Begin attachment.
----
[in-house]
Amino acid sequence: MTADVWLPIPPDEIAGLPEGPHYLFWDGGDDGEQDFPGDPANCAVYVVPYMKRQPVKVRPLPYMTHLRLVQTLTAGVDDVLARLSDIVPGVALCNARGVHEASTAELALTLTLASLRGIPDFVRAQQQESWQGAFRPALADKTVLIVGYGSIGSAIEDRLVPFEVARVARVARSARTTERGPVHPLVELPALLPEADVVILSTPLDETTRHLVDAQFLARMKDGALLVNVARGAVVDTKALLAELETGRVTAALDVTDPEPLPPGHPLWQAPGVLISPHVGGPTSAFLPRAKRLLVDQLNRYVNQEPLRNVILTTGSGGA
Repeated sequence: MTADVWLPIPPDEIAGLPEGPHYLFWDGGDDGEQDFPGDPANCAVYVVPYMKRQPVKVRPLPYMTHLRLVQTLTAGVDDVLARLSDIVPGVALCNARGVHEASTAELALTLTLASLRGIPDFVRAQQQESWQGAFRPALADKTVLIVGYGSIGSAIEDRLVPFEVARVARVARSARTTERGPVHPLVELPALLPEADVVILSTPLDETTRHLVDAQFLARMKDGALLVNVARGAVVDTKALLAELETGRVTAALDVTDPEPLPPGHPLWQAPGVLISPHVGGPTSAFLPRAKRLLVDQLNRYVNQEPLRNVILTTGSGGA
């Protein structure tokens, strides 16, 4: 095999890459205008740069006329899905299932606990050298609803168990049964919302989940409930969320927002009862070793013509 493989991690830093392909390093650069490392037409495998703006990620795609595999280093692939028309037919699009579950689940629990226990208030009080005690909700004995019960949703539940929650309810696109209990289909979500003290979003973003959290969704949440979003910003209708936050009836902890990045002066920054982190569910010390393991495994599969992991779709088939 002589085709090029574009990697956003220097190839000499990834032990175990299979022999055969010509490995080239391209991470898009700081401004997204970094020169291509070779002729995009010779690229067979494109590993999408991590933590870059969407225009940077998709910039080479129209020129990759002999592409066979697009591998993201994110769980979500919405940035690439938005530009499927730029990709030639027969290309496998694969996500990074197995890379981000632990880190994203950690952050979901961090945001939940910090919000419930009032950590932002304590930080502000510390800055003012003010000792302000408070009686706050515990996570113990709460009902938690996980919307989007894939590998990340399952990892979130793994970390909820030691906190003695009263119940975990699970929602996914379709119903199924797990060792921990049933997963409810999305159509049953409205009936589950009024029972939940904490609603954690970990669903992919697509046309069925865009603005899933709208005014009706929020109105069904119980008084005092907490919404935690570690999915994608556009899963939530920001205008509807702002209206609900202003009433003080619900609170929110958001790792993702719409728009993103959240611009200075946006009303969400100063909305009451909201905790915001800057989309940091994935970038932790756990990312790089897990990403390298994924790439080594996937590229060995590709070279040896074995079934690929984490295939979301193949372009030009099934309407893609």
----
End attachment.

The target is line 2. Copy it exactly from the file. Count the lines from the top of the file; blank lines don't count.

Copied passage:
Amino acid sequence: MTADVWLPIPPDEIAGLPEGPHYLFWDGGDDGEQDFPGDPANCAVYVVPYMKRQPVKVRPLPYMTHLRLVQTLTAGVDDVLARLSDIVPGVALCNARGVHEASTAELALTLTLASLRGIPDFVRAQQQESWQGAFRPALADKTVLIVGYGSIGSAIEDRLVPFEVARVARVARSARTTERGPVHPLVELPALLPEADVVILSTPLDETTRHLVDAQFLARMKDGALLVNVARGAVVDTKALLAELETGRVTAALDVTDPEPLPPGHPLWQAPGVLISPHVGGPTSAFLPRAKRLLVDQLNRYVNQEPLRNVILTTGSGGA